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Injecting ThreadLocal Objects

Jakob Jenkov
Last update: 2016-05-20

It is possible to inject ThreadLocal objects from within Butterfly Container. This text describes how, and a few common use cases for injecting ThreadLocal objects.


ThreadLocal Revisited

First let's refresh what a ThreadLocal object is, and what it looks like. A ThreadLocal looks like this:

ThreadLocal threadLocal = new ThreadLocal();

When a thread wants to associate an object to itself, it can set that object into the ThreadLocal like this:

threadLocal.set(theObject);

The object can be obtained again like this:

Object theObject = threadLocal.get();

Different threads may set different objects on the same ThreadLocal instance, but they will not get mixed up. A thread calling get() will only get the object it had set itself by calling set().

Here is an example of a ThreadLocal object referenced from witin a container script:

//the ThreadLocal inside a class:

public class MyClass{
   public static final ThreadLocal threadLocal = new ThreadLocal();
}
/* the script referencing the ThreadLocal

myThreadLocal = * com.myapp.MyClass.threadLocal.get();

Now, whenever the factory myThreadLocal is referenced it will return whatever value is associated to the calling thread, inside the ThreadLocal inside MyClass. For instance, if a thread does this:

MyClass.threadLocal.set("A ThreadLocal String");

String string = (String) container.instance("myThreadLocal");

Then the value obtained from the container.instance("myThreadLocal") call will be the value the calling thread associated with itself, by calling MyClass.threadLocal.set(). In this case it will be the value "A ThreadLocal String".

You can also reference the myThreadLocal factory within the container script, like this:

myThreadLocal = * com.myapp.MyClass.threadLocal.get();
bean          = * com.myapp.MyBean(myThreadLocal);

Injecting ThreadLocal Locale's

ThreadLocal's can be used to associate a java.util.Locale with the calling thread. That is useful if you need to localize the dependencies for a component at instantiation time. You can read more about localization in the text Using BCS for Internationalization

Basically what you will do is call a ThreadLocal.set() method with the Locale to associate with the calling thread, before calling container.instance(). Then, by referencing that ThreadLocal from inside a container script you can inject that Locale into objects or use it as parameter to method calls. Here is how it looks:

public class MyClass{
 public static final ThreadLocal threadLocale = new ThreadLocal();

 public static Locale getLocale() {
  return (Locale) threadLocale.get();
 }
}
threadLocale = * com.myapp.MyClass.getLocale();
mybean       = * com.myapp.MyBean(threadLocale);
Locale locale = ... //obtain Locale for user.
MyClass.threadLocal.set(locale);

MyBean localizedBean = (MyBean) container.instance("mybean");

Notice how the Locale is not obtained by the ThreadLocal.get() method, but via the static method getLocale(). The reason for this is, that the ThreadLocal.get() returns Object. If you need to call Locale methods on the Locale you cannot do so unless Butterfly Container can determine that the returned object is a Locale. The getLocale() method functions as a cast from Object to its return value Locale, enabling the container to determine the type of the returned object (Locale).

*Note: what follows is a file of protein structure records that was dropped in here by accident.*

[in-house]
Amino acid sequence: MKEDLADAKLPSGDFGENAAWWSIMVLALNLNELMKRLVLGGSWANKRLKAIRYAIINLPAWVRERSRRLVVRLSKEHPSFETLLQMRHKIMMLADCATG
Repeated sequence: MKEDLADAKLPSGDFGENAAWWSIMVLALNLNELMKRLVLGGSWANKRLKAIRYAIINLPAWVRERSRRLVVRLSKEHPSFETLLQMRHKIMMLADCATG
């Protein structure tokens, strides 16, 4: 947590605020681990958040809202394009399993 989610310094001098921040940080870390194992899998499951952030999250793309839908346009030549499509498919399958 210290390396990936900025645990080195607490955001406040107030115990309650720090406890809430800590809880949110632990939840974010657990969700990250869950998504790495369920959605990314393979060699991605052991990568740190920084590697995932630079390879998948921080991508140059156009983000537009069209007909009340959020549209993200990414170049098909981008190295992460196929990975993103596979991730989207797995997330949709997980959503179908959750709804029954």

Injecting ThreadLocal Request, Session etc. in Web Apps

It is also possible to associate an HTTP request object with the executing thread, thus making it possible for the container to inject the request object into instantiated beans. It is also possible to inject objects obtained from the request, like request parameters, the session object or the servlet context. Butterfly Web UI uses this method to make these objects available for injection.

Here is how that looks:

public class ControlServlet{
 public static final ThreadLocal threadRequest  = new ThreadLocal();
 public static final ThreadLocal threadResponse = new ThreadLocal();

 public static HttpServletRequest getRequest() {
  return (HttpServletRequest) threadRequest.get();
 }

 public static HttpServletResponse getResponse() {
  return (HttpServletResponse) threadResponse.get();
 }
}
request  = * com.jenkov.webui.ControlServlet.getRequest();
response = * com.jenkov.webui.ControlServlet.getResponse();
session  = * request.getSession();
servletContext = session.getServletContext();

mybean   = com.myapp.MyBean(session.getAttribute("someAttribute"));

Notice how the HttpServletRequest and HttpServletResponse are not obtained by the ThreadLocal.get() method, but via the static methods getRequest() and getResponse(). The reason for this is, that the ThreadLocal.get() returns Object. If you need to call HttpServletRequest methods on the request you cannot do so unless Butterfly Container can determine that the returned object is a HttpServletRequest. The getRequest() method functions as a cast from Object to its return value HttpServletRequest, enabling the container to determine the type of the returned object (HttpServletRequest). The same is true for the method getResponse().

Jakob Jenkov




Copyright  Jenkov Aps
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